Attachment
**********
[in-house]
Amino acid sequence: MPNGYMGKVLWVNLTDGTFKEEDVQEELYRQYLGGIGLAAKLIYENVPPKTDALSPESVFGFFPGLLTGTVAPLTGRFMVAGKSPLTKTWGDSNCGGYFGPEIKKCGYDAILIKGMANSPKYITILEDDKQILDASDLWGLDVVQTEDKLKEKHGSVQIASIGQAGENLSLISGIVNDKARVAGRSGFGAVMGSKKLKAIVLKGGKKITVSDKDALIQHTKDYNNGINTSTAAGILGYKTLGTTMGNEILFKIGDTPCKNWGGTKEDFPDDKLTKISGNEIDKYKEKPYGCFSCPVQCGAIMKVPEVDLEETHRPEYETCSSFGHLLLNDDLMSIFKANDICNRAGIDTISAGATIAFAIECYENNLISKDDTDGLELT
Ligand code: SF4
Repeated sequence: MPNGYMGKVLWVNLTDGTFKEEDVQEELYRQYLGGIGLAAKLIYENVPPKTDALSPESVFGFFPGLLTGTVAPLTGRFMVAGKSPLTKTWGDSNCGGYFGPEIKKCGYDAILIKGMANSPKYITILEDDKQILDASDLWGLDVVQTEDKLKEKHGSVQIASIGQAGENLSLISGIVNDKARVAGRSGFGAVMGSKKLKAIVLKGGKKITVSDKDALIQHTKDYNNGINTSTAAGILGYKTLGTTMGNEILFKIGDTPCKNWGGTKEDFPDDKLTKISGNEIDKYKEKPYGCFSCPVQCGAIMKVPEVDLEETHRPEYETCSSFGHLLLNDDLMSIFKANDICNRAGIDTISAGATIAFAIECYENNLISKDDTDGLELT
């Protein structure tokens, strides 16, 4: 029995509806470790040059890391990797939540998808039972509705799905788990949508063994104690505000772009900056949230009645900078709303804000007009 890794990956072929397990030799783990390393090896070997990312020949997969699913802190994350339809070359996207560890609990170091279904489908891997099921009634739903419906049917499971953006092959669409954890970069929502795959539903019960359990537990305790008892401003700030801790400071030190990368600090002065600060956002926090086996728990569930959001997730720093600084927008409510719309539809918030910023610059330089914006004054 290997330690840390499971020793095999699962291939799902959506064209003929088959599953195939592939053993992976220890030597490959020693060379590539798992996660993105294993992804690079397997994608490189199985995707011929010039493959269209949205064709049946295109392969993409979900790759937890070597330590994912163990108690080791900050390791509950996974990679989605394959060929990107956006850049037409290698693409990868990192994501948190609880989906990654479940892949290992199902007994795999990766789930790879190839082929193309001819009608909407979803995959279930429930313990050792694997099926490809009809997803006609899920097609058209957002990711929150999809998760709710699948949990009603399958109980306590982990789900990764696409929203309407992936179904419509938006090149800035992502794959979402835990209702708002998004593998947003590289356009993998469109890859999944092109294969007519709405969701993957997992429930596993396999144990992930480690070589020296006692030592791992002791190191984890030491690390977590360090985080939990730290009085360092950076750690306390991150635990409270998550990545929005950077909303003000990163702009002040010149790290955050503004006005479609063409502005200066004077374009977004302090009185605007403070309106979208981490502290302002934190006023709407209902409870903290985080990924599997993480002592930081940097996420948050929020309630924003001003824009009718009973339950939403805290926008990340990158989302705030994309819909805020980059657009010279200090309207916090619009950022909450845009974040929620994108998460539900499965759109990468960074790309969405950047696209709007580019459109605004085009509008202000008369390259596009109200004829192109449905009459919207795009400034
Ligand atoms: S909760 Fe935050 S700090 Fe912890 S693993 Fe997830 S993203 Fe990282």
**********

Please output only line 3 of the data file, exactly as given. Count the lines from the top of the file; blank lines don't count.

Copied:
Ligand code: SF4